Tuesday, September 16, 2008

Appearance and Attire

By: Rabbi Ari Enkin

As many of my friends know, I have an adept eye for men’s formal fashions. I’m one of those people who notes the clothing that others wear, be it the style, quality, or message conveyed. The Talmud teaches that dressing well can fool others into believing that you are exceptionally smart or important[1], so don’t be fooled!

The Torah teaches us that the purpose of the clothing worn by kohanim was for “honor and glory.”[2] By this, the Torah is clearly teaching us that the way we dress displays our sense of standing and purpose, both as individuals, as well as Jews. This kohanic attitude actually applies to us all, as the entire Jewish people are called a “kingdom of priests and a holy nation.”[3] Furthermore, we are also to learn from the kohanim the importance of regular bathing and fresh breath.[4]

Click here to read moreIndeed, the Torah and the rabbinical literature are replete with references to proper attire and presentation. For starters, the Midrash teaches us that Adam wore only the finest garments.[5] Even God Himself takes appropriate dress very seriously - we are taught that He personally cleaned and pressed the clothing of the Jewish people while they were wandering in the desert and even made sure that all garments were always perfectly tailored to the wearer.[6] Moreover, we are taught that God also ensured that the Jews wandering the hot desert never suffered from body odor, as the manna He fed us for forty years was not only a delicious food, but also contained properties that served as an anti-perspirant deodorant.[7]

Wearing nice shoes is also extremely important, as the Talmud teaches: “One should sell even the beams of his house in order to buy shoes for his feet.”[8] It is also important to ensure that one’s shoes fit well.[9] One should never walk around barefoot.[10]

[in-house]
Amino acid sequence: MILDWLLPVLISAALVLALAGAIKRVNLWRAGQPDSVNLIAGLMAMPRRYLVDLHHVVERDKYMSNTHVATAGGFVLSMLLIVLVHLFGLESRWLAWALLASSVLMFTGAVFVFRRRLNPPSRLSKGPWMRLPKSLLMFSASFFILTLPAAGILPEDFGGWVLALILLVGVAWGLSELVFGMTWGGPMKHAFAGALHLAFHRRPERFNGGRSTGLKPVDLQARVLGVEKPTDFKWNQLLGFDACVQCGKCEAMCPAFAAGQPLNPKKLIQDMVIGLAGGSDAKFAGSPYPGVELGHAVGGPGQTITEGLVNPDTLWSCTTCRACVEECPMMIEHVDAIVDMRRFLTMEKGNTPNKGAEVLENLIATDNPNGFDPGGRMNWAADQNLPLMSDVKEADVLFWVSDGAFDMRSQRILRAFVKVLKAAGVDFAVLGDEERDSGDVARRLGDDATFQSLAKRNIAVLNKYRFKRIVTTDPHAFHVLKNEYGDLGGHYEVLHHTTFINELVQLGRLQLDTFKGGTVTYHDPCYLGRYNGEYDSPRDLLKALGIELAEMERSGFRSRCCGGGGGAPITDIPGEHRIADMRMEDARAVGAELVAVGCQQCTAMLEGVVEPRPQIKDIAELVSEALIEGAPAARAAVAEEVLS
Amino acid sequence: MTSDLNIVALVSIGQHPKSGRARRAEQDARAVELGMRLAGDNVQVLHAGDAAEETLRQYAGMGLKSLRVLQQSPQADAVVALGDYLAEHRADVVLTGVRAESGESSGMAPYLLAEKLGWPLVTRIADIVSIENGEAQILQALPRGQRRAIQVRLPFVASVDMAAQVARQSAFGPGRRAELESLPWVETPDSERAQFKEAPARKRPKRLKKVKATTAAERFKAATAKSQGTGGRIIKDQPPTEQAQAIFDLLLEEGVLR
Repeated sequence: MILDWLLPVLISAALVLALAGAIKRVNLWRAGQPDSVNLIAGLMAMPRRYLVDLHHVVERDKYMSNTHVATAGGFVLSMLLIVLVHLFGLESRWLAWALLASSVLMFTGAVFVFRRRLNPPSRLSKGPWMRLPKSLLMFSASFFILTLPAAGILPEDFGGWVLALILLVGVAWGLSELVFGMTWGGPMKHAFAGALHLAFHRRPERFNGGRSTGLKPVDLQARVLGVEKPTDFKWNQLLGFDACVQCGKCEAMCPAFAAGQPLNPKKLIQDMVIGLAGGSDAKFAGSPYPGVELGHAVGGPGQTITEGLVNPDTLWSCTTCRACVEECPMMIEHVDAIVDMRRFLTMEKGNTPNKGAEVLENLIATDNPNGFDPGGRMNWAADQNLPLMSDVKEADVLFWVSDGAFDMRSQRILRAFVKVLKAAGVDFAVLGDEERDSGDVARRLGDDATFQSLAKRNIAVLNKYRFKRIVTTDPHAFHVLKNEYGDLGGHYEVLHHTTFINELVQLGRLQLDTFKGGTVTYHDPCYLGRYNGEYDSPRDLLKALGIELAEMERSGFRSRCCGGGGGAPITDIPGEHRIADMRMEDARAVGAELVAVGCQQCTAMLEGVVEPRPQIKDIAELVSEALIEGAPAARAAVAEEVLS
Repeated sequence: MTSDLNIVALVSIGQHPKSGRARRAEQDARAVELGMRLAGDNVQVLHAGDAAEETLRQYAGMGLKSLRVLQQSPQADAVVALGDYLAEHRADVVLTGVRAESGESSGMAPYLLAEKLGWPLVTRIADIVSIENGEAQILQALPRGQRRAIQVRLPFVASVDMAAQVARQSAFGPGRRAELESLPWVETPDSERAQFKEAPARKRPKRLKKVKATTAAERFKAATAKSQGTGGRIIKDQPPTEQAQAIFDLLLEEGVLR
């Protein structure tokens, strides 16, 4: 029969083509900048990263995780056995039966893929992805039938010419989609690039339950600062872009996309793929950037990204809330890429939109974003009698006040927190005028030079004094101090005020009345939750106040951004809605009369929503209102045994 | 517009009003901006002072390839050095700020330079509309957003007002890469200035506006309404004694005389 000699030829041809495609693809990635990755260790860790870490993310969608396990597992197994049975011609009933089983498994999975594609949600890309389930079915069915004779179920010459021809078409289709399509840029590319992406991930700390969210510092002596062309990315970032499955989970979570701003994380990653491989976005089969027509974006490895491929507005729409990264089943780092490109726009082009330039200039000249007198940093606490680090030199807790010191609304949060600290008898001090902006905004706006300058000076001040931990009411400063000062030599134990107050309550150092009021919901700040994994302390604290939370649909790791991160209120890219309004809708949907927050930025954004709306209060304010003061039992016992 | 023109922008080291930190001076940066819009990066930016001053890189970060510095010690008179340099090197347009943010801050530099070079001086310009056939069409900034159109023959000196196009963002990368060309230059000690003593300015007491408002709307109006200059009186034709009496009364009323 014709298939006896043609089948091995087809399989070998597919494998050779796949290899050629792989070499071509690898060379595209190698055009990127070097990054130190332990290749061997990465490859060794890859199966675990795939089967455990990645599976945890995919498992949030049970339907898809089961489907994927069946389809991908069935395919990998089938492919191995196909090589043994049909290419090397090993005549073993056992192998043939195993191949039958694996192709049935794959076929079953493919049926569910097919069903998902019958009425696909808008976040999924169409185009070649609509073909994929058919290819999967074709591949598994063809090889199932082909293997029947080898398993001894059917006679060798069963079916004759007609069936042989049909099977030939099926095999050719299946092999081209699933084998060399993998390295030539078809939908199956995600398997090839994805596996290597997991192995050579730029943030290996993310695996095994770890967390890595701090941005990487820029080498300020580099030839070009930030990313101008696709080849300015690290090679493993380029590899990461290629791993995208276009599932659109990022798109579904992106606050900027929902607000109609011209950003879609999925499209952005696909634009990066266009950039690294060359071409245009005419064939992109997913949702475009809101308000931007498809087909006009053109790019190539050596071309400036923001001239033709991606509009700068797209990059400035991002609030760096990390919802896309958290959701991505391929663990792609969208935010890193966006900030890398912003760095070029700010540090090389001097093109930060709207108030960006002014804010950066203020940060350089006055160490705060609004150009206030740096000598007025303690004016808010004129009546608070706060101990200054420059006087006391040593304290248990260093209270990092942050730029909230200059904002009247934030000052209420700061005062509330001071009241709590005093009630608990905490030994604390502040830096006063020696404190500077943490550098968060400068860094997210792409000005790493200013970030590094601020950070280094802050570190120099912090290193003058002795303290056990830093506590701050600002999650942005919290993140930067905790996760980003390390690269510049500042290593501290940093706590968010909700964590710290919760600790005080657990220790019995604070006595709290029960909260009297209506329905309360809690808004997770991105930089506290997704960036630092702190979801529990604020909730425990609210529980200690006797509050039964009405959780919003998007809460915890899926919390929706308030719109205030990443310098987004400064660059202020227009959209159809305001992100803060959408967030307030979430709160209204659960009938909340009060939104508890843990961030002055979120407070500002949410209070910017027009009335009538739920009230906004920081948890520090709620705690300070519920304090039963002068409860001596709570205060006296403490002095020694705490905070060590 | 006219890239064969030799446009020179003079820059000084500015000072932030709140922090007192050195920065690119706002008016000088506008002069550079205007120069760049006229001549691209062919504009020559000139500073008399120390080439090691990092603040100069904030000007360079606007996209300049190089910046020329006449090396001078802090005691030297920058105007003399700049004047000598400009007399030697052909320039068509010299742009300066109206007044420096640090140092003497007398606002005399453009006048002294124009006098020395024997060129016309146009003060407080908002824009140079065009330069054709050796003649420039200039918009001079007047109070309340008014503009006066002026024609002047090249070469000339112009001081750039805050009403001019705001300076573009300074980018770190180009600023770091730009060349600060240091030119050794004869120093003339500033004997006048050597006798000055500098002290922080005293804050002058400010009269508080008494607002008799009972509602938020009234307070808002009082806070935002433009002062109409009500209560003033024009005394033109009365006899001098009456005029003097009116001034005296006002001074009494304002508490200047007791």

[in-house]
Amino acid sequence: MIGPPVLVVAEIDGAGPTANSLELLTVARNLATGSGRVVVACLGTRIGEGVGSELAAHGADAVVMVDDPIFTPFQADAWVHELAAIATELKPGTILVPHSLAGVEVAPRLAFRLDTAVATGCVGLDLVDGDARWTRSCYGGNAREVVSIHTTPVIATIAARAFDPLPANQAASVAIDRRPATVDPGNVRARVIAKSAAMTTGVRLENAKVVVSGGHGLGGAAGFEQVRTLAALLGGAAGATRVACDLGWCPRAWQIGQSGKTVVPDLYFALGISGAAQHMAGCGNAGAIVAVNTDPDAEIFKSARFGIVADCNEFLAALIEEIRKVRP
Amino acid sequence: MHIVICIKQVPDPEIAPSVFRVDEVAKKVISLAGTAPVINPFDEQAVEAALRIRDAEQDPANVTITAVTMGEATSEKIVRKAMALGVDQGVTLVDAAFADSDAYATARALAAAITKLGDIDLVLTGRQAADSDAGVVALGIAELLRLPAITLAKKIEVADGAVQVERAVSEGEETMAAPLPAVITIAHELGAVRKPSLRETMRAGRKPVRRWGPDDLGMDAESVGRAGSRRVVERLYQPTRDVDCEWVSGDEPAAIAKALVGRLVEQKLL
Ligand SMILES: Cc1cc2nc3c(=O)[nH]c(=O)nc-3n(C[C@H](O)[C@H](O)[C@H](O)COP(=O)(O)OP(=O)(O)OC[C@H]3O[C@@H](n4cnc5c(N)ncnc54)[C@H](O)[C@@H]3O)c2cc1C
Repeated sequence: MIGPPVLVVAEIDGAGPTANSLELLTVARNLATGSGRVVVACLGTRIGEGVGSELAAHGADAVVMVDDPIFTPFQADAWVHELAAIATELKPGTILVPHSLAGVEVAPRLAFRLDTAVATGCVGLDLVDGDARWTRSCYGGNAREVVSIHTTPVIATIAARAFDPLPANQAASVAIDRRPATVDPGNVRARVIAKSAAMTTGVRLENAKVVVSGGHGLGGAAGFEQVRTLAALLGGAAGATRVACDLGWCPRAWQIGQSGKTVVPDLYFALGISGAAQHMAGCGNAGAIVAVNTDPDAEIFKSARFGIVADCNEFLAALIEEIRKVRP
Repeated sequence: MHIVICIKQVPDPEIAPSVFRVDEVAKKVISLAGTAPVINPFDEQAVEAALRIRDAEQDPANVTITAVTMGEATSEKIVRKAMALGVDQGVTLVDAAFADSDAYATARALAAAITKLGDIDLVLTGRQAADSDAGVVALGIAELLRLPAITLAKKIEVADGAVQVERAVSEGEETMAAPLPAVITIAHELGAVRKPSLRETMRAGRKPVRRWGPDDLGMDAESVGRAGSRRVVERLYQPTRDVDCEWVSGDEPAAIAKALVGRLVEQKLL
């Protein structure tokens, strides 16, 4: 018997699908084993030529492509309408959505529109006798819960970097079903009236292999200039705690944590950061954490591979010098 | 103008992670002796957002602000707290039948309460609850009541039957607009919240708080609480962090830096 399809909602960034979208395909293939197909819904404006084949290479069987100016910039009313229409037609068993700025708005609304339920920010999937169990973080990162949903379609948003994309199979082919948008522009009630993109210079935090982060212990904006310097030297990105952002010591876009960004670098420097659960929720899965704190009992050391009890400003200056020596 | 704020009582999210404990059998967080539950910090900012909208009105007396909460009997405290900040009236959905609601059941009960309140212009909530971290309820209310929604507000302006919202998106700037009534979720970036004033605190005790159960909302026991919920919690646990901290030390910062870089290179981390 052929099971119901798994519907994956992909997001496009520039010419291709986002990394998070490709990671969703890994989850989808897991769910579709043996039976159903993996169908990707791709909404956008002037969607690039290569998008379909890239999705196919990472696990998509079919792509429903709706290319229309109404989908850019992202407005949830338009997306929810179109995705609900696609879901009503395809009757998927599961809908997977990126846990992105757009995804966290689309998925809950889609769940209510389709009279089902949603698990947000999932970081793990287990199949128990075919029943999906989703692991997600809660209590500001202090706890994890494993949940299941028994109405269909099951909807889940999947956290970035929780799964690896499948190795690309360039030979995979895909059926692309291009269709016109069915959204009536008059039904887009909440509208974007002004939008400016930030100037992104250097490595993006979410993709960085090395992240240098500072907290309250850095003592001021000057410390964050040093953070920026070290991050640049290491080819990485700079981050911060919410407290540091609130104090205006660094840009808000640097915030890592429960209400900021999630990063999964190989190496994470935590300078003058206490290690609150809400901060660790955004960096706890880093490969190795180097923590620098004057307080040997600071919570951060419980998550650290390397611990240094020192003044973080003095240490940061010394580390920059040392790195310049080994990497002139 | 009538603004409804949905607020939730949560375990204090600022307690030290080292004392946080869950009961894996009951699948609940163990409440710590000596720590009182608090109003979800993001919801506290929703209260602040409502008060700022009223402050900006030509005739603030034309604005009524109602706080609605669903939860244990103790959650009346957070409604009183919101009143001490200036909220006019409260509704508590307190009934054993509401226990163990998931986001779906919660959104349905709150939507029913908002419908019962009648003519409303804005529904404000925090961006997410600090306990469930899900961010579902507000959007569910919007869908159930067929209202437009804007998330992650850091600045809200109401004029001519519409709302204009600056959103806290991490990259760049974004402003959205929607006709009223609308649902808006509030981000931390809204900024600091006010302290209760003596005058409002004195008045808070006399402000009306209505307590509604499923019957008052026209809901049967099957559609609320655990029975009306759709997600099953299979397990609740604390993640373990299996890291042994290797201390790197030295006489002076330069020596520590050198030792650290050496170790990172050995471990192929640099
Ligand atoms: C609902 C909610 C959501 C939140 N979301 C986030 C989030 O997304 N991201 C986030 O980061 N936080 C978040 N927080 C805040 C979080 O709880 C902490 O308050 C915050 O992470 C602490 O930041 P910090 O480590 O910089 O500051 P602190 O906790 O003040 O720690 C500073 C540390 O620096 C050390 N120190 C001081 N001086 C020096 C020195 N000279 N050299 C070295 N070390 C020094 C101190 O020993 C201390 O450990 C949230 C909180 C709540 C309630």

A Talmudic maintenance tip for your clothing: never sit on a new mat or other surfaces – it’ll ruin your clothes.[11] Similarly, be very careful when holding children – they are known for dirtying one’s clothes.[12] Here’s a Talmudic tip to ensure your house smells nice: sprinkle your floors with wine.[13] Clothes are not meant to serve as pillows[14] and never rip your clothing in anger.[15] We are cautioned never to wear clothing inside out, nor to put two garments on at once, as it can cause you to lose your mind![16]

The importance of proper attire is further emphasized as we prepare for Shabbat. The Jewish people are encouraged to wear especially nice clothes in honor of Shabbat.[17] The Talmud[18] derives the obligation of having special Shabbat perfumes and other finery from Naomi’s words to her daughter-in-law Ruth, “Wash yourself, perfume yourself, and put on your fine garments.”[19] It is suggested that everyone, young and old, possess a perfume reserved exclusively for Shabbat use.[20]

Rabbis, scholars, and others in leadership roles are cautioned to be even more particular with the way they dress than others. The Talmud teaches, for example, that any Torah scholar who goes out in public with a stain on his clothes is worthy of death.[21] Although the death penalty was never implemented for such an offence, it does give us a sense of the severity and importance in portraying a proper image. Appearing before God in prayer also demands a dignified dress and appearance.[22]

Dress and appearance certainly have their place in Yiddishkeit.[23] Clothes don’t just cover a person – they expose a person.


[1] Shabbat 145b.
[2] Shemot 28:2.
[3] Shemot 19:6.
[4] Rambam, Hilchot Biat Hamikdash 7:13; OC 4:17.
[5] Bereishit Rabba 20:12.
[6] Rashi, Devarim 8.
[7] Ibn Ezra, Devarim 8.
[8] Shabbat 129a.
[9] Shabbat 141b.
[10] Pesachim 112a; OC 2:6.
[11] Pesachim 140b.
[12] Mishna Berura 262:6; Sefer Chassidim 18.
[13] Pesachim 20b; Bava Kama 115a.
[14] Ibid. 2:2.
[15] Sefer Chassidim 71.
[16] Mishna Berura, OC 2.
[17] Yeshayahu 58:13.
[18] Shabbat 113b.
[19] Ruth 3:3.
[20] Ibn Ezra, Ruth 3:3.
[21] Shabbat 114a.
[22] Sefer Chassidim 18.
[23] Kohelet 9:8.

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